• Last modified 999 days ago (Sept. 3, 2020)


Pilots undaunted by weather

Staff writer

The threat of bad weather couldn’t keep 14 aviation enthusiasts from flying into Marion airport to admire cool planes and eat Terry Chizek’s barbecue.

Most of the pilots gathered near the runway admitted they were there for the feast.

“Did you see the food?” said Daniel Wild of Manhattan. “He has been smoking food for two days.”

Wild, who has attended the annual fly-in for 14 years, camped in a pup tent near his KitFox aircraft.

He would also help himself to smoked pulled pork, brisket and pork loin Chizek laid out on a table in the airport hangar.

Area storms kept a few people who planned to attend away this weekend, but Chizek said the fly-in has been a great network for area pilots.

“Some of the people who come out here we only see once or twice a year,” he said.

Jeremy Gorman, Chapman, who has been a pilot since he was 18, was one of four pilots to pitch a tent in the grass. He bought his Piper Cherokee to fly.

The sky threatened rain, but Gorman said campers at the fly-in have always taken the weather in stride.

“We expect it,” he said. “Every year we come down here the weather’s perfect until the middle of the night and then it just pours. That’s kind of been par for the course,” he said.

Pilots wandered over to admire experimental aircraft parked on the runway.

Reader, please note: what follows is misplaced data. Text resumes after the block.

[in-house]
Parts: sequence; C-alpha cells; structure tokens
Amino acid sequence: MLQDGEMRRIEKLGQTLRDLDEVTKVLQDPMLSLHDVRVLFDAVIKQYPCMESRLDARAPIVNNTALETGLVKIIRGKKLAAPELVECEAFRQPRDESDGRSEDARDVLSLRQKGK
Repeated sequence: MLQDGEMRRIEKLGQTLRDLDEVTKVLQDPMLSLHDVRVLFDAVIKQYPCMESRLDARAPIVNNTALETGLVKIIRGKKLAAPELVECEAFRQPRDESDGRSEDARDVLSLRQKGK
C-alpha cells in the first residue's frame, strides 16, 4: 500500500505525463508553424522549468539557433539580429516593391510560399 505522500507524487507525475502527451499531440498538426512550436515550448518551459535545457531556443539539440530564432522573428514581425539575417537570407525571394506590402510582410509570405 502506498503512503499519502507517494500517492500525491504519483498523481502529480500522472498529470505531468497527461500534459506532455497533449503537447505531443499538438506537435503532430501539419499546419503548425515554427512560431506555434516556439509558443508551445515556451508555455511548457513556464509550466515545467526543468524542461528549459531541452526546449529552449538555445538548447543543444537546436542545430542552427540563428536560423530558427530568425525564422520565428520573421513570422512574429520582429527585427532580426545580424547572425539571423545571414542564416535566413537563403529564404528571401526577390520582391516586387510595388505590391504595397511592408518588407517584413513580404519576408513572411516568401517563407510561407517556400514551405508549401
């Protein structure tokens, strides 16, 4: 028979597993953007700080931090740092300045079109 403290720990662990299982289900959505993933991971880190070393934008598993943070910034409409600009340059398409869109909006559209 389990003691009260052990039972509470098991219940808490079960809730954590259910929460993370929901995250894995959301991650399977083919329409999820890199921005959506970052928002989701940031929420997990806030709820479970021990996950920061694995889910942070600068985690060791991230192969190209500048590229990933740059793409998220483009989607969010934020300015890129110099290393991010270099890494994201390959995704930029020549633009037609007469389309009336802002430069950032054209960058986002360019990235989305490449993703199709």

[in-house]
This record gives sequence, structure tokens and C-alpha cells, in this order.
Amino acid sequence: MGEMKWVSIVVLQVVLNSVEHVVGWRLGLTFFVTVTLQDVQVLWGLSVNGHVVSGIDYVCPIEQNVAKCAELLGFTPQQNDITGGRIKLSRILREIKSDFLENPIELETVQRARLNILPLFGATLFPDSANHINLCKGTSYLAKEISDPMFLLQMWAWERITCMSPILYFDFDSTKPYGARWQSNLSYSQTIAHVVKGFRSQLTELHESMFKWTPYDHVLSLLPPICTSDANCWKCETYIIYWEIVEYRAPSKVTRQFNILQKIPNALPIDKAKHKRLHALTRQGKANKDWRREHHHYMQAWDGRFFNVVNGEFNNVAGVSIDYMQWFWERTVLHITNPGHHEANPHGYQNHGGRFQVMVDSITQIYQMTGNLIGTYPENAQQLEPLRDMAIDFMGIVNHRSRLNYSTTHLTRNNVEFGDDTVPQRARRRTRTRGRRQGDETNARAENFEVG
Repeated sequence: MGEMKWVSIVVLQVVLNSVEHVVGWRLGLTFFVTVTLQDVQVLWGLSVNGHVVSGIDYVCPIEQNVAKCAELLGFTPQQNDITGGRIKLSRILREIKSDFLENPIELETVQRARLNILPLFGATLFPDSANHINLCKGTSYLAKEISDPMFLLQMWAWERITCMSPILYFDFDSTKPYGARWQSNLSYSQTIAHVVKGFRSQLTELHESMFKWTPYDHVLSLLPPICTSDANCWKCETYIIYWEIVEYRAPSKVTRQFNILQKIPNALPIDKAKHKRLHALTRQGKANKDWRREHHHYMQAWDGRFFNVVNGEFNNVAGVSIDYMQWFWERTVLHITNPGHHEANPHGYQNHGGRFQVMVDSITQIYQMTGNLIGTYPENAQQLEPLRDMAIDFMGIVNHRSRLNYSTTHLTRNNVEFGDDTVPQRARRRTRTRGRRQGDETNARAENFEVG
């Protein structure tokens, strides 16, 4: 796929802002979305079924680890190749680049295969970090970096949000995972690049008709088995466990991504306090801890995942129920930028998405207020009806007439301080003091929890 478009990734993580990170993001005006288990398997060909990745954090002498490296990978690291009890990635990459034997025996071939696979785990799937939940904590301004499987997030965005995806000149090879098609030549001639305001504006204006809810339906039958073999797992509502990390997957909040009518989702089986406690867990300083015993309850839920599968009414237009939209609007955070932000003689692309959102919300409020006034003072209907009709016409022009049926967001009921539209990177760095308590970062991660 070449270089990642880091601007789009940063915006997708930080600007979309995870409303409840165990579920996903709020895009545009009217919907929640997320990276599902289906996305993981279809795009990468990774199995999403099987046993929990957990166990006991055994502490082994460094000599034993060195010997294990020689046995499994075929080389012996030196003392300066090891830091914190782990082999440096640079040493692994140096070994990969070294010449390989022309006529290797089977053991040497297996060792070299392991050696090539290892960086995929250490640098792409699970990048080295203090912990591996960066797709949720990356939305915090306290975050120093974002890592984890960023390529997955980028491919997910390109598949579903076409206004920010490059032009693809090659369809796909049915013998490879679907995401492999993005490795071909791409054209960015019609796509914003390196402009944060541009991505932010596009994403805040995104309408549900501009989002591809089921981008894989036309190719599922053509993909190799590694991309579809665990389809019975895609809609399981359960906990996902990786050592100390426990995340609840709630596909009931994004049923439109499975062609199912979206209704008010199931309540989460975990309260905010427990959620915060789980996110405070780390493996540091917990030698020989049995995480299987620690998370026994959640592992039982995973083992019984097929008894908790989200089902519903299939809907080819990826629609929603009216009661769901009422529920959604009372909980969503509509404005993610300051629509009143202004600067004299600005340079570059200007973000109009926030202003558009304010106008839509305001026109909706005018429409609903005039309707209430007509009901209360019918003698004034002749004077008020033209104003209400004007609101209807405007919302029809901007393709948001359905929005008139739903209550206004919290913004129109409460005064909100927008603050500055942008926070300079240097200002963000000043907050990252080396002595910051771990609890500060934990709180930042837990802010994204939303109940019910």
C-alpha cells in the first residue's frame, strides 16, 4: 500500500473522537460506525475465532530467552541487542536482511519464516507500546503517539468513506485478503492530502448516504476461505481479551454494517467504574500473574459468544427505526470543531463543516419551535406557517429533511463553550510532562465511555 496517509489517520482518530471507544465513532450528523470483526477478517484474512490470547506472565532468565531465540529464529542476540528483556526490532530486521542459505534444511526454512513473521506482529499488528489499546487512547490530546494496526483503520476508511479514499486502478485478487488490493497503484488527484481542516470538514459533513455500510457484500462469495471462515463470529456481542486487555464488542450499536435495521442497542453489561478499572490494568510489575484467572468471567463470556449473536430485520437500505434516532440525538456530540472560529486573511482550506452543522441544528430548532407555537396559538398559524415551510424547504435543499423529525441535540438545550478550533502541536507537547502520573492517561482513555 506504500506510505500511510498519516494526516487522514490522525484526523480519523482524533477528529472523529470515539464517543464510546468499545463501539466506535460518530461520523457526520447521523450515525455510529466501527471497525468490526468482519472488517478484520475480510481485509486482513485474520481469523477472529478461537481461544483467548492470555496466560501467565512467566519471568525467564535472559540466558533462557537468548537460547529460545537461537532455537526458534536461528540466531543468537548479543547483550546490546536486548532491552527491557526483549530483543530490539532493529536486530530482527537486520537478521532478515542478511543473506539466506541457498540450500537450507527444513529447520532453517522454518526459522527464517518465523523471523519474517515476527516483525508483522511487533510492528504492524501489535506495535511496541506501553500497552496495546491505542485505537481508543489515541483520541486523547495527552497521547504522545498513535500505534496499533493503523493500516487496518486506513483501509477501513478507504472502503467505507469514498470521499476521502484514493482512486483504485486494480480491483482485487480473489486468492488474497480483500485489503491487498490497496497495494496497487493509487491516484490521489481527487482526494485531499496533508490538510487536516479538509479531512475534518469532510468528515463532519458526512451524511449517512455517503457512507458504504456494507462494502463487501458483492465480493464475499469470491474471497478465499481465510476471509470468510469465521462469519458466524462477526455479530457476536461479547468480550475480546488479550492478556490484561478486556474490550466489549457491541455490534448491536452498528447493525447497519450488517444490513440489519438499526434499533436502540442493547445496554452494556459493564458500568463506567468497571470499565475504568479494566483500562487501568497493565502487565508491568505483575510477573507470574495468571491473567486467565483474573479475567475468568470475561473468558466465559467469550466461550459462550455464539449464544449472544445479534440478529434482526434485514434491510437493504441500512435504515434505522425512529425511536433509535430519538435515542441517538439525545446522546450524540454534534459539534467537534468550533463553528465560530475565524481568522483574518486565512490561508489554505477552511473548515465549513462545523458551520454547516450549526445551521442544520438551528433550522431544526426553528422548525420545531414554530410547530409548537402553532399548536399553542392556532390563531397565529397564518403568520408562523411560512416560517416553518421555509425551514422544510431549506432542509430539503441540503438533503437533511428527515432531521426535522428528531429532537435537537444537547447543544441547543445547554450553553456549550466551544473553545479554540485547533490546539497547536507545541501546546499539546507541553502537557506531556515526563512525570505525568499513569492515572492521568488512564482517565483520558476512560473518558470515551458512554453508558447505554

Roger Baalman, an aviation maintenance technician with American Airlines in Tulsa, Oklahoma, flew a KR-25 that won the Bronze Lindy at last year’s EAA AirVenture Aircraft awards in Oshkosh, Wisconsin.

The homebuilt plane was the dream project of a decade.

“I just always wanted to build a taildragger,” he said of his aircraft. “And this is one I could afford to build.”

Flying an aircraft you craft yourself is scary and thrilling, he said.

“The first time I was nervous, but I was sick of doing taxi tests,” he said.

Baalman took to the sky and circled the single-engine two-seater five times to prove it would stay in the air — and took off for 45 minutes.

“It was a rush,” he said.

He was so thrilled he left his wife near the runway without telling her where he was going.

“She wasn’t ready for me to take off, and then I just took off,” he said sheepishly. “She got concerned.”

Rob Schmitt, an engineer who runs his own company in Kansas City, has a plane very much like Baalman’s but left it at home.

The retired army officer is working on a Wittman Tailwind because he wants a bigger plane.

Building an aircraft is cheaper that buying one.

“If you build it yourself, you get to decide what’s in it — and it’s a lot less that owning one of those,” he said pointing to a plane that was taxing down the runway.

The new high-wing will handle cross-country travel and have room for luggage when he finishes it.

“So that’s what I’m doing now,” Schmitt said. “That’s what I am building next.”

Last modified Sept. 3, 2020